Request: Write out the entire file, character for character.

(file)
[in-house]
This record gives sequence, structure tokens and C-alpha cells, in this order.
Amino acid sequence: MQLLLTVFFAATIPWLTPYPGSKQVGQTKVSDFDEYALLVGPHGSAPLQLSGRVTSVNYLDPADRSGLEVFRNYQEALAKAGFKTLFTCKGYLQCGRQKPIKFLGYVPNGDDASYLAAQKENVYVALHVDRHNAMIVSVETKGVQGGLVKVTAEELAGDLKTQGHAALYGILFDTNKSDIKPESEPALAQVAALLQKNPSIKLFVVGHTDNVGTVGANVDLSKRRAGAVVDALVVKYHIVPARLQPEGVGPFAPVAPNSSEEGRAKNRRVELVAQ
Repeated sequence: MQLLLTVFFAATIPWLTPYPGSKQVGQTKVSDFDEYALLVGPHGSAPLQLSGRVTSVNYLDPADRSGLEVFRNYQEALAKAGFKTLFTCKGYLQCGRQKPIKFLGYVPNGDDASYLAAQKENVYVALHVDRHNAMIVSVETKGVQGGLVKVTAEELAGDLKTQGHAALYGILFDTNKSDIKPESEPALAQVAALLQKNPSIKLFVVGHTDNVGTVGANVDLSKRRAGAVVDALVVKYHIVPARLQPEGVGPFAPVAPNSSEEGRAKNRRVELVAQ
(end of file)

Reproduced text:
[in-house]
This record gives sequence, structure tokens and C-alpha cells, in this order.
Amino acid sequence: MQLLLTVFFAATIPWLTPYPGSKQVGQTKVSDFDEYALLVGPHGSAPLQLSGRVTSVNYLDPADRSGLEVFRNYQEALAKAGFKTLFTCKGYLQCGRQKPIKFLGYVPNGDDASYLAAQKENVYVALHVDRHNAMIVSVETKGVQGGLVKVTAEELAGDLKTQGHAALYGILFDTNKSDIKPESEPALAQVAALLQKNPSIKLFVVGHTDNVGTVGANVDLSKRRAGAVVDALVVKYHIVPARLQPEGVGPFAPVAPNSSEEGRAKNRRVELVAQ
Repeated sequence: MQLLLTVFFAATIPWLTPYPGSKQVGQTKVSDFDEYALLVGPHGSAPLQLSGRVTSVNYLDPADRSGLEVFRNYQEALAKAGFKTLFTCKGYLQCGRQKPIKFLGYVPNGDDASYLAAQKENVYVALHVDRHNAMIVSVETKGVQGGLVKVTAEELAGDLKTQGHAALYGILFDTNKSDIKPESEPALAQVAALLQKNPSIKLFVVGHTDNVGTVGANVDLSKRRAGAVVDALVVKYHIVPARLQPEGVGPFAPVAPNSSEEGRAKNRRVELVAQ